Whispi_GirlA couple ways you can have the aroma of an essential oil with you while you study and while you take your test is to put the essential oil(s) in personal diffuser such as a nasal inhaler, Whispi™ diffuser, or aromatherapy jewelry. The Slap-on Scents Bracelet is perfect for young students that have small wrists. AromaTools® carries a large variety of aromatherapy jewelry with styles accommodating all—boys and girls alike.

Calming the Stress

For many students, school means stress. Whether the stress is brought about by tests, homework, trying to fit in extracurricular activities or jobs, or from trying to create and maintain good friendships with others, essential oils can be a great aid to de-stressing after a stressful day. According to author Marlene Erickson in Healing with Aromatherapy, “EEG tests of the brain’s rhythm patterns found that neroli, jasmine, and rose induced delta rhythms, with some inducing a combination of delta and theta rhythms. Delta and theta rhythms are associated with reducing mental chatter and allowing for more intuitive thought processes” (p. 65). Marcel Lavabre also recommends chamomile, neroli, marjoram, lavender, and ylang ylang oils to help deal with stress in his Aromatherapy Workbook (p. 49). Research studies have found evidence that lavender,4,5 lemon,6 and ylang ylang7 oils may help reduce stress.

As mentioned above, you can take a personal diffuser with you to school with the aroma of these essential oils. You can also rub these oils on your feet at night or in the morning as needed to help reduce stress.

Fighting the Bugs

When lots of students congregate in classrooms, lunchrooms, locker rooms, or dormitories, there are abundant opportunities for germs to spread. Essential oils are a great natural way to help keep those germs at bay. According to the book
Modern Essentials, essential oils such as melaleuca, thyme, cinnamon, peppermint, oregano, and blends containing these oils, such as Protective Blend, have been shown in multiple studies to exhibit antibacterial, antifungal, and even antiviral properties (pp. 257–63).  A great way to stop the spread of germs is to keep your hands clean. This hand sanitizer can be useful when soap and water are not readily available. Another hand sanitizer recipe and cute gift idea can be found here.
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Getting the Energy

Between late-night study sessions, after-school activities, sports, jobs, and the many other activities students are involved in, sometimes it can be hard to find the energy needed to be awake and alert during the school day. According to several authors, some essential oils can be naturally stimulating. Marlene Erickson writes, “Stimulant essential oils are used for conditions of mental fatigue, poor memory, and difficulty concentrating. Stimulants are useful when you’re feeling tired or sluggish and need to boost your mental activity. EEG tests used to evaluate stimulant essential oils such as black pepper, cardamom, and rosemary indicated that they induced beta brain rhythms. Beta rhythms correlate with aroused attention and alertness” (Healing with Aromatherapy, p. 66). In addition to these oils, Modern Essentials also lists peppermint, Joyful Blend, eucalyptus, orange, ginger, grapefruit, rose, rosemary, and basil as other stimulating essential oils (p. 370).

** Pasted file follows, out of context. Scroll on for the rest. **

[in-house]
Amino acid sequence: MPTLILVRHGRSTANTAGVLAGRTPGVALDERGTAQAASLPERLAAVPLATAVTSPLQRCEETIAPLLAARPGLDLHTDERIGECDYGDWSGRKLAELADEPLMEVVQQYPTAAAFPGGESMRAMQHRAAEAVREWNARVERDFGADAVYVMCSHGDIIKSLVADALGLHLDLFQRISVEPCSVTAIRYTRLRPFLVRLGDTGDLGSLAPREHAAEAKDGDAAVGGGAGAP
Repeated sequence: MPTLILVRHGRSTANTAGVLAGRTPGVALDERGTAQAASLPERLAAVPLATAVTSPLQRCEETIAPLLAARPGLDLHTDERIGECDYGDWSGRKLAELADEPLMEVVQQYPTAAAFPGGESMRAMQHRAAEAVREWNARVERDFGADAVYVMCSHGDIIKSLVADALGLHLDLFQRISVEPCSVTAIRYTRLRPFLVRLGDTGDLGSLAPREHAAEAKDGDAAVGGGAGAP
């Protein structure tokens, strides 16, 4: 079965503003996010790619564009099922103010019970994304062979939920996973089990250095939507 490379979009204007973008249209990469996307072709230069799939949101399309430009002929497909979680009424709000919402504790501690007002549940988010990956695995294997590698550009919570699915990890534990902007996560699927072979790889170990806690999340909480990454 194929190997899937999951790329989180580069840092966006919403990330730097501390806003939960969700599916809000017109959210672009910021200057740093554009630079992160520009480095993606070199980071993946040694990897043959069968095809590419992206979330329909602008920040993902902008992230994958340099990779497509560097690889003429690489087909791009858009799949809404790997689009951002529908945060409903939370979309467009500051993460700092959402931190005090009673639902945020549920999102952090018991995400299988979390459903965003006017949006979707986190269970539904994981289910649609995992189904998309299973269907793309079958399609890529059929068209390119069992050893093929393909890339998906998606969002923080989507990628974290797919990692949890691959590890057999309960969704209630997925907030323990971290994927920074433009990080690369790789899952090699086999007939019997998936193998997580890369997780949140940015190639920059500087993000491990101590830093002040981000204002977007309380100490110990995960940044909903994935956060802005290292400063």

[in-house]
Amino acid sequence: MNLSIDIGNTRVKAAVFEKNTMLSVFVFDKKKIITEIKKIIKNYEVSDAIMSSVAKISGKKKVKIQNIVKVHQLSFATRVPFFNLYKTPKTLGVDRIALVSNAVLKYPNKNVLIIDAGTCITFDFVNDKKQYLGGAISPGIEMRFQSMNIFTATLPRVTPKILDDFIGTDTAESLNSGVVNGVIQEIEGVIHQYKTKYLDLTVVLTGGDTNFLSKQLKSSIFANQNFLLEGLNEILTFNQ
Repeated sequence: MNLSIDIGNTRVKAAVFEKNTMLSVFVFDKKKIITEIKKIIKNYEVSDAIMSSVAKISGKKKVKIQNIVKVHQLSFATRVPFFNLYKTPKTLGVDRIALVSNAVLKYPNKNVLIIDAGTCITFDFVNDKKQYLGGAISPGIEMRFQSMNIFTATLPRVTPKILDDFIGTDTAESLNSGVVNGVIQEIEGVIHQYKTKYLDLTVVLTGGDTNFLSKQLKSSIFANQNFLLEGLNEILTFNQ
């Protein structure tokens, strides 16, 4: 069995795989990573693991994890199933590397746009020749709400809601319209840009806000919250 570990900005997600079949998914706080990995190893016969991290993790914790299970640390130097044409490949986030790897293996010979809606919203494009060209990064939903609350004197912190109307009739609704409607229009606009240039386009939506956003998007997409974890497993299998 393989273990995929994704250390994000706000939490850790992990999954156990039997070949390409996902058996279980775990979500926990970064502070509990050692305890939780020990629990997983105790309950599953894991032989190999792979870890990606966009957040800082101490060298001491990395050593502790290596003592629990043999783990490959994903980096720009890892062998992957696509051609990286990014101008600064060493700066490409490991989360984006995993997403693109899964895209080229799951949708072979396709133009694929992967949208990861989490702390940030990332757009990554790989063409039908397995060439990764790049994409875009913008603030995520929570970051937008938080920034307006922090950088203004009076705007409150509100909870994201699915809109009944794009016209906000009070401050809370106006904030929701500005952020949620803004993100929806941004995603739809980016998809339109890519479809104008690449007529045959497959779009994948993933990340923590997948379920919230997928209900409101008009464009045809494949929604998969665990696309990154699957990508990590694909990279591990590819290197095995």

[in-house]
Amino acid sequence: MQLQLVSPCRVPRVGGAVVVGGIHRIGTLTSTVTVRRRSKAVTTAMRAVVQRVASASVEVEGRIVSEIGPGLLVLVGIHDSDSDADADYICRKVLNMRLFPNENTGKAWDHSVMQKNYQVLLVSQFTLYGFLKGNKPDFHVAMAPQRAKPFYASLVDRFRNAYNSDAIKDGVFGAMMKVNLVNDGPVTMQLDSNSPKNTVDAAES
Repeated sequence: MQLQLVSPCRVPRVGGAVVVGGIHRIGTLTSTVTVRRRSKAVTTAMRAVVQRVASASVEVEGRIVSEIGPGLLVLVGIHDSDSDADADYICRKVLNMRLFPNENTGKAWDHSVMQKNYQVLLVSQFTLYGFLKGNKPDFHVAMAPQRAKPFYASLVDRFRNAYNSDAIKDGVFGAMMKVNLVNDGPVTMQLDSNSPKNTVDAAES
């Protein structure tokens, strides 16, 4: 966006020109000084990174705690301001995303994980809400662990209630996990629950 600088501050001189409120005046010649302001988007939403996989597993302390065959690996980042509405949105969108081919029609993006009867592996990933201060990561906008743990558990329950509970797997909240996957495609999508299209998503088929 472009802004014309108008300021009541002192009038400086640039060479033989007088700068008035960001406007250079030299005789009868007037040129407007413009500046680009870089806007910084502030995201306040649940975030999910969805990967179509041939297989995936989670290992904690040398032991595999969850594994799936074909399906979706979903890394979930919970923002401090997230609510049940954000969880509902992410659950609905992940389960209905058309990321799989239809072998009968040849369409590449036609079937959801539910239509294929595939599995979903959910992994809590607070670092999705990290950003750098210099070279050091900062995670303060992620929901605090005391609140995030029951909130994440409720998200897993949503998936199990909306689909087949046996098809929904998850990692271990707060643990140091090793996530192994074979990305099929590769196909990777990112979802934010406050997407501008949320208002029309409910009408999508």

These oils can be used in a personal diffuser or applied to feet or wrists. Roll-on bottles are useful for applying essential oils while at school.

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Essential Tip: Keep essential oils close at hand for your student by placing the oils in small 1/4 dram or 5/8 dram vials and labeling each vial with a circle or rectangle label so it can be easily identified. Place up to 8 different oils or blends in a handy Aroma Ready™ Key Chain Oil Case. Place this small case in a the pocket of a backpack or book bag along with a copy of “An Introduction to Modern Essentials,” and your student will have quick access to the oils and information on how to use them anytime there is a need!

For more information on this topic, see any of the books listed above or the sources below. You can also read the other post in this series: “Backpack Essentials for Teachers”.

1. David G. Smith, Lionel Standing, and Anton de Man, “Verbal Memory Elicited by Ambient Odor,” Perceptual and Motor Skills 74, no. 2 (April 1992): 339–43.

2. Mark Moss, Jenny Cook, Keith Wesnes, and Paul Duckett, “Aromas of Rosemary and Lavender Essential Oils Differentially Affect Cognition and Mood in Healthy Adults,” International Journal of Neuroscience 113, no. 1 (January 2003): 15–38.

3. Mark Moss, Steven Hewitt, Lucy Moss, and Keith Wesnes, “Modulation of Cognitive Performance and Mood by Aromas of Peppermint and Ylang Ylang,” International Journal of Neuroscience 118, no. 1 (January 2008): 59–77.

4. Erin Pemberton and Patricia G. Turpin, “The Effect of Essential Oils on Work-Related Stress in Intensive Care Unit Nurses,” Holistic Nursing Practice 22, no. 2 (2008): 97–102.